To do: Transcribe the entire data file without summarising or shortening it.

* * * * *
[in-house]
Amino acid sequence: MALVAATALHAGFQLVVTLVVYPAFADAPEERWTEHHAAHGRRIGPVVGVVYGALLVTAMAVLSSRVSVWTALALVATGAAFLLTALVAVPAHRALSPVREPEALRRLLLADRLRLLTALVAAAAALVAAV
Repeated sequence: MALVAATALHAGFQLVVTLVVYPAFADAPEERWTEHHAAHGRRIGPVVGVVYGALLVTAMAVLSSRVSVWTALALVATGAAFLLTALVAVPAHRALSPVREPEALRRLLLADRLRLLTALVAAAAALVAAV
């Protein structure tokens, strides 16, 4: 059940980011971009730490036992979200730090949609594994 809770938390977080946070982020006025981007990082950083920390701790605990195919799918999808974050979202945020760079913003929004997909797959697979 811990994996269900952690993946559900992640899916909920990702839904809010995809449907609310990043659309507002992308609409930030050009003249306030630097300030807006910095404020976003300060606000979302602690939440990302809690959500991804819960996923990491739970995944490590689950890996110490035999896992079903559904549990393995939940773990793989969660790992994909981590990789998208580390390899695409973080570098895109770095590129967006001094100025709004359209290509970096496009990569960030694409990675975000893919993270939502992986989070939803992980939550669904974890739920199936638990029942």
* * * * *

[in-house]
Amino acid sequence: MALVAATALHAGFQLVVTLVVYPAFADAPEERWTEHHAAHGRRIGPVVGVVYGALLVTAMAVLSSRVSVWTALALVATGAAFLLTALVAVPAHRALSPVREPEALRRLLLADRLRLLTALVAAAAALVAAV
Repeated sequence: MALVAATALHAGFQLVVTLVVYPAFADAPEERWTEHHAAHGRRIGPVVGVVYGALLVTAMAVLSSRVSVWTALALVATGAAFLLTALVAVPAHRALSPVREPEALRRLLLADRLRLLTALVAAAAALVAAV
């Protein structure tokens, strides 16, 4: 059940980011971009730490036992979200730090949609594994 809770938390977080946070982020006025981007990082950083920390701790605990195919799918999808974050979202945020760079913003929004997909797959697979 811990994996269900952690993946559900992640899916909920990702839904809010995809449907609310990043659309507002992308609409930030050009003249306030630097300030807006910095404020976003300060606000979302602690939440990302809690959500991804819960996923990491739970995944490590689950890996110490035999896992079903559904549990393995939940773990793989969660790992994909981590990789998208580390390899695409973080570098895109770095590129967006001094100025709004359209290509970096496009990569960030694409990675975000893919993270939502992986989070939803992980939550669904974890739920199936638990029942």